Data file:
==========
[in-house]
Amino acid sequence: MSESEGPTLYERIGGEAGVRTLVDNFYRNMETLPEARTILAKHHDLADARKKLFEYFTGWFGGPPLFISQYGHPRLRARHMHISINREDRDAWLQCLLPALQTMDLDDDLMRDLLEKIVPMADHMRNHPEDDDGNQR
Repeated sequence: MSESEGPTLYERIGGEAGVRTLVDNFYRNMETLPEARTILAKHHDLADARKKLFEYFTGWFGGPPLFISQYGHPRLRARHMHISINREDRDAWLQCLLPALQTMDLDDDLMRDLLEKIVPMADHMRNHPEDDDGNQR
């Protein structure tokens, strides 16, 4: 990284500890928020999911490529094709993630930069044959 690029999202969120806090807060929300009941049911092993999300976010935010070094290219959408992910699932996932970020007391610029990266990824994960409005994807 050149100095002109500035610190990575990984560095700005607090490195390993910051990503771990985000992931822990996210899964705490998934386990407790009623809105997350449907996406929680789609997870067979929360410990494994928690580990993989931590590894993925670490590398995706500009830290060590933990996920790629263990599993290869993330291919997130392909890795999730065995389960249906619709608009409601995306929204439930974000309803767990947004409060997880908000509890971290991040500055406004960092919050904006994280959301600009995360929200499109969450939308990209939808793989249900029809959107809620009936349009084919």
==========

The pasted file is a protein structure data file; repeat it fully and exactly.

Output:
[in-house]
Amino acid sequence: MSESEGPTLYERIGGEAGVRTLVDNFYRNMETLPEARTILAKHHDLADARKKLFEYFTGWFGGPPLFISQYGHPRLRARHMHISINREDRDAWLQCLLPALQTMDLDDDLMRDLLEKIVPMADHMRNHPEDDDGNQR
Repeated sequence: MSESEGPTLYERIGGEAGVRTLVDNFYRNMETLPEARTILAKHHDLADARKKLFEYFTGWFGGPPLFISQYGHPRLRARHMHISINREDRDAWLQCLLPALQTMDLDDDLMRDLLEKIVPMADHMRNHPEDDDGNQR
């Protein structure tokens, strides 16, 4: 990284500890928020999911490529094709993630930069044959 690029999202969120806090807060929300009941049911092993999300976010935010070094290219959408992910699932996932970020007391610029990266990824994960409005994807 050149100095002109500035610190990575990984560095700005607090490195390993910051990503771990985000992931822990996210899964705490998934386990407790009623809105997350449907996406929680789609997870067979929360410990494994928690580990993989931590590894993925670490590398995706500009830290060590933990996920790629263990599993290869993330291919997130392909890795999730065995389960249906619709608009409601995306929204439930974000309803767990947004409060997880908000509890971290991040500055406004960092919050904006994280959301600009995360929200499109969450939308990209939808793989249900029809959107809620009936349009084919």